Link said:
Let's do away with the Sunday sermon and bring in mutual edification. Let's do away with these traditions and let the brethren use their gifts in the meeting.
First, all preaching was not done only in homes. The Scripture states it was done in (1) cities (Jonah 3:2), (2) in the wilderness (Matt 3:1), (3) in synagogues (Matt :23, 9:35; Mark 1:39; Acts 5:42), etc. What is significant here is that it was done in the synagogues, which greatly influenced early Christian worship. Jesus himself preached in the synagogue. Look at His format:

Luke 4:16-22 And he came to Nazareth, where he had been brought up: and he entered, as his custom was, into the synagogue on the sabbath day stood up to read. And there was delivered unto him the book of the prophet Isaiah. And he opened the book, and found the place where it was written, The Spirit of the Lord is upon me, Because he anointed me to preach good tidings to the poor: He hath sent me to proclaim release to the captives, And recovering of sight to the blind, To set at liberty them that are bruised, To proclaim the acceptable year of the Lord. And he closed the book, and gave it back to the attendant, and sat down: and the eyes of all in the synagogue were fastened on him. And he began to say unto them, To-day hath this scripture been fulfilled in your ears. And all bare him witness, and wondered at the words of grace which proceeded out of his mouth: and they said, Is not this Joseph's son?
Clearly, in this set of verses Jesus stood and read a text and then taught the text. Though there are several ways the Gospel may be shared, it was shared in specific ways in specific arenas.

Second, not everyone has the gift of preaching/teaching. While talking over the scriptures one on one may be of great benefit there is also the call of Scripture not to forsake the assembling of ourselves together so each may use his gifts to the edification of the church as a whole. The common way for the gifts to be used in the NT Church was when the congregation was assembled;

1 Cor 14:3 But he that prophesieth speaketh unto men [pl] edification, and exhortation, and consolation.

5 Now I would have you all speak with tongues, but rather that ye should prophesy: and greater is he that prophesieth than he that speaketh with tongues, except he interpret, that the church may receive edifying.

23 If therefore the whole church be assembled together and all speak with tongues, and there come in men unlearned or unbelieving, will they not say that ye are mad?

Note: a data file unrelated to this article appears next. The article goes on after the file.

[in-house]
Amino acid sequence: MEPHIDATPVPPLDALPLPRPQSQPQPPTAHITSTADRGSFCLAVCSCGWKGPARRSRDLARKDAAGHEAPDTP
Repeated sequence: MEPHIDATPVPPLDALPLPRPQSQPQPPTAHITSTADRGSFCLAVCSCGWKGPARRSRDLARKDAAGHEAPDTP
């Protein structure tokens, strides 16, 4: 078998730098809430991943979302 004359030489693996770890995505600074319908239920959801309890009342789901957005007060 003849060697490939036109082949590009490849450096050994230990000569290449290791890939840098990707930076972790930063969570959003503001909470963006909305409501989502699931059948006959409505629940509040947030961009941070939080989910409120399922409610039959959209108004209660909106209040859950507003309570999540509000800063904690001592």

24 But if all prophesy, and there come in one unbelieving or unlearned, he is reproved by all, he is judged by all;
While not everyone has the same gifts and they should be used in an orderly fashion;

1 Cor 14:26 What is it then, brethren? When ye come together, each one hath a psalm, hath a teaching, hath a revelation, hath a tongue, hath an interpretation. Let all things be done unto edifying.

33 God is not a God of confusion, but of peace. As in all the churches of the saints,

40 But let all things be done decently and in order.

Eph 4:11 And he gave some to be apostles; and some, prophets; and some, evangelists; and some, pastors and teachers; for the perfecting of the saints, unto the work of ministering, unto the building up of the body of Christ: till we all attain unto the unity of the faith, and of the knowledge of the Son of God, unto a fullgrown man, unto the measure of the stature of the fulness of Christ: that we may be no longer children, tossed to and fro and carried about with every wind of doctrine, by the sleight of men, in craftiness, after the wiles of error; but speaking truth in love, we may grow up in all things into him, who is the head, even Christ; from whom all the body fitly framed and knit together through that which every joint supplieth, according to the working in due measure of each several part, maketh the increase of the body unto the building up of itself in love.
Lastly, history records that sermons are the way the church originally taught! You can read the ECF—Justin, Polycarp, Ignatius, Origin. The oldest homily (app 96-97 AD) known to exist at this time is the so-called Second Epistle of Clement to the Corinthians (you may enjoy this book: Early Christian Writings: The Apostolic Fathers, by Andrew Louth and Maxwell Staniforth, Penguin Classics). While the authorship of this document is in dispute, nevertheless its being preached is not. In addition, the term homily has been in existence before the time of “Origen (c.185-253), to a didactic commentary, without formal introduction, division, or conclusion, on some part of Sacred Scripture, the aim being to explain the literal, and evolve the spiritual, meaning of the text.” History clearly records for us that the sermon was a known way for preaching the Gospel! This all shows continuity in methodology.

There are several other Bible verses that could be discussed in all this, but time, time, time.... <img src="/forum/images/graemlins/broke.gif" alt="" />

Your analysis of the situation is that of the emerging church who merely believe in sages to guide one along one’s life journey.

"One of the most significant crises is that our seminary system prepares people more and more effectively for a world that no longer exists," McLaren says. "What's needed? Poets, prophets, sages, dreamers, soul-friends who build and lead communities. These kinds of leaders can only be prepared, I think, in some hybrid experience of life in a vibrant local church in the presence of mentors, enriched by intensive experiences in mission and community, along with guided study in church history, thought, art, theology, spirituality, leadership, etc."
Once again Brian McLaren is unscriptural. <img src="/forum/images/graemlins/3stooges.gif" alt="" /> Let's do away with these emerging imposters and bring in mutual edification to the body of Christ.

Reformed and Always Reforming,